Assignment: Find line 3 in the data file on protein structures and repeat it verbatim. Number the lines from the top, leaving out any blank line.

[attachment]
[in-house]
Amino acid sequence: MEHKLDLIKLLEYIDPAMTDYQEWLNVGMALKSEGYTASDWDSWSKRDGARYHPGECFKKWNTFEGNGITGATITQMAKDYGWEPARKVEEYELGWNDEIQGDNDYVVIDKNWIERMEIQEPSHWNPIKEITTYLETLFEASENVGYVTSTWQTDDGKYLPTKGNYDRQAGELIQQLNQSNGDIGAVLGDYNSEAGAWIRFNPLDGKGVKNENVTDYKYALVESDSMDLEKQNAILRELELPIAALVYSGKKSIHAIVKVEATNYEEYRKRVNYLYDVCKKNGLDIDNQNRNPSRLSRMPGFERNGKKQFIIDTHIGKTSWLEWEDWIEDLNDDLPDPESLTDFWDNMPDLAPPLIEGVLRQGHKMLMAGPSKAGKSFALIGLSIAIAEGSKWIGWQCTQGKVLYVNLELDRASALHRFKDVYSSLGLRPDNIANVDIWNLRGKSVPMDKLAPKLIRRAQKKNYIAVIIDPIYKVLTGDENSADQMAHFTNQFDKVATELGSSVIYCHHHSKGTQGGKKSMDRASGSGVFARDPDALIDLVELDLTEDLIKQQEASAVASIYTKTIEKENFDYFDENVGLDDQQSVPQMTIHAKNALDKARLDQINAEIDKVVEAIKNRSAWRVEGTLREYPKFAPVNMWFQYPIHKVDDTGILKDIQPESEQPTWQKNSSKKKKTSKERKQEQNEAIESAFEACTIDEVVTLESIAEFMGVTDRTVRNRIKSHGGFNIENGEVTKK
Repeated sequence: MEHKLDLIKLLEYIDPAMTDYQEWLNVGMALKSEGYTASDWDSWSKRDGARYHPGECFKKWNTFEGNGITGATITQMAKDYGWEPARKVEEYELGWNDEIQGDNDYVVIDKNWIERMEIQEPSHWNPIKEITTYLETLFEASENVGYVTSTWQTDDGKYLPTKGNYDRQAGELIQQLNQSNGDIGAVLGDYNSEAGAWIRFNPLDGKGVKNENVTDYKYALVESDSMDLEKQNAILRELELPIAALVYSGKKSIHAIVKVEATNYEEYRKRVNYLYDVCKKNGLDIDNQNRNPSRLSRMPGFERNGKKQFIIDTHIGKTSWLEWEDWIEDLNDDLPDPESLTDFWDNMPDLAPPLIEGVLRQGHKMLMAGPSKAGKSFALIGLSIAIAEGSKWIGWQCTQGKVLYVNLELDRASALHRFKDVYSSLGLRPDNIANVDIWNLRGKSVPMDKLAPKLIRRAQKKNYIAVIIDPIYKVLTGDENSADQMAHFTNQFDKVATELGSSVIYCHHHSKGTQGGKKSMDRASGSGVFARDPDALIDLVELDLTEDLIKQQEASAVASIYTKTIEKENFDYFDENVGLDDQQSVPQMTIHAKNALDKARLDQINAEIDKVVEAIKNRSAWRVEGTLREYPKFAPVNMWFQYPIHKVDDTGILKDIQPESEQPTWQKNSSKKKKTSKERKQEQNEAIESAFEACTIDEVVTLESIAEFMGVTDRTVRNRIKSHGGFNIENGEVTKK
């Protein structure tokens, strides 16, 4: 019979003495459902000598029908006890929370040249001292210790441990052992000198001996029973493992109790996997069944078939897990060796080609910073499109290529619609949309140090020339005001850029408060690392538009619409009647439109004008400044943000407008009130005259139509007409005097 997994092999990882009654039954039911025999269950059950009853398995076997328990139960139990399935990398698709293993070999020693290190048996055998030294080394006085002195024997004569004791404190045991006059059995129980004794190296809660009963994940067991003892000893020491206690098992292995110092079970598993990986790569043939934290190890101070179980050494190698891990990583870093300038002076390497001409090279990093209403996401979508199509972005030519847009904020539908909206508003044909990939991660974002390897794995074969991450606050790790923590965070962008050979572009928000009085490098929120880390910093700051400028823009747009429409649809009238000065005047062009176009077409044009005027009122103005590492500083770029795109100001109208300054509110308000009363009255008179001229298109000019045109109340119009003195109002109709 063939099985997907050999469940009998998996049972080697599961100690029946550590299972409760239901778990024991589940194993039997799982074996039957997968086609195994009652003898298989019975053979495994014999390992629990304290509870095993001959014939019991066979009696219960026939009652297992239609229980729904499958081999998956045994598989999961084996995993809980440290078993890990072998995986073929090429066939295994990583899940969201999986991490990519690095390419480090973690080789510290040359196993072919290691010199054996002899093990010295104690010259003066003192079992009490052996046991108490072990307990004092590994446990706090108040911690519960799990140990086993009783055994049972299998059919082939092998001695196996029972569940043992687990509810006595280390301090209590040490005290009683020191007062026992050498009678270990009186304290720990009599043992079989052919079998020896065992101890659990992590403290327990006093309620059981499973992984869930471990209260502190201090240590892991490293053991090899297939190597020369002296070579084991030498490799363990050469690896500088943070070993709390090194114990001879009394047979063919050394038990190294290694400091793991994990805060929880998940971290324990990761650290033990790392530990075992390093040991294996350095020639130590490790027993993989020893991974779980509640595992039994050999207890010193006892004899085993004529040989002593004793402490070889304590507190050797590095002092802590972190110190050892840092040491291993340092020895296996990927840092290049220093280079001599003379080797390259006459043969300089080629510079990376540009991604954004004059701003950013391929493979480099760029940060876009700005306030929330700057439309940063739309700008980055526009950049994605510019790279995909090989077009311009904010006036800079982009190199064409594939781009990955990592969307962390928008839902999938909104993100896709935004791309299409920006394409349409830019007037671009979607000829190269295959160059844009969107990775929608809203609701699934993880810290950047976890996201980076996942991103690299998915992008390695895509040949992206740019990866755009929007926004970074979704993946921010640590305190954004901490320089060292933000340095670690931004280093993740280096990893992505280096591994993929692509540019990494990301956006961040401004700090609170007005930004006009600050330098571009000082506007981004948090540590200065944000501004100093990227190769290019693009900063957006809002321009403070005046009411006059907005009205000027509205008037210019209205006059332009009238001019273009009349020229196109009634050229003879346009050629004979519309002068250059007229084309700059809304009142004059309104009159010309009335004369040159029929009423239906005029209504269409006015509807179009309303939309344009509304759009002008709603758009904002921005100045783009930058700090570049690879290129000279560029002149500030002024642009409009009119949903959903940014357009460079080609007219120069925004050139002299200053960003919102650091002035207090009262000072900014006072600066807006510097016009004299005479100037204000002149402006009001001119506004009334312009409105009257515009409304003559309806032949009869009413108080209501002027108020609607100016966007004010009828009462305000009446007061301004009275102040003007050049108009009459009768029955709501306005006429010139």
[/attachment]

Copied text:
Repeated sequence: MEHKLDLIKLLEYIDPAMTDYQEWLNVGMALKSEGYTASDWDSWSKRDGARYHPGECFKKWNTFEGNGITGATITQMAKDYGWEPARKVEEYELGWNDEIQGDNDYVVIDKNWIERMEIQEPSHWNPIKEITTYLETLFEASENVGYVTSTWQTDDGKYLPTKGNYDRQAGELIQQLNQSNGDIGAVLGDYNSEAGAWIRFNPLDGKGVKNENVTDYKYALVESDSMDLEKQNAILRELELPIAALVYSGKKSIHAIVKVEATNYEEYRKRVNYLYDVCKKNGLDIDNQNRNPSRLSRMPGFERNGKKQFIIDTHIGKTSWLEWEDWIEDLNDDLPDPESLTDFWDNMPDLAPPLIEGVLRQGHKMLMAGPSKAGKSFALIGLSIAIAEGSKWIGWQCTQGKVLYVNLELDRASALHRFKDVYSSLGLRPDNIANVDIWNLRGKSVPMDKLAPKLIRRAQKKNYIAVIIDPIYKVLTGDENSADQMAHFTNQFDKVATELGSSVIYCHHHSKGTQGGKKSMDRASGSGVFARDPDALIDLVELDLTEDLIKQQEASAVASIYTKTIEKENFDYFDENVGLDDQQSVPQMTIHAKNALDKARLDQINAEIDKVVEAIKNRSAWRVEGTLREYPKFAPVNMWFQYPIHKVDDTGILKDIQPESEQPTWQKNSSKKKKTSKERKQEQNEAIESAFEACTIDEVVTLESIAEFMGVTDRTVRNRIKSHGGFNIENGEVTKK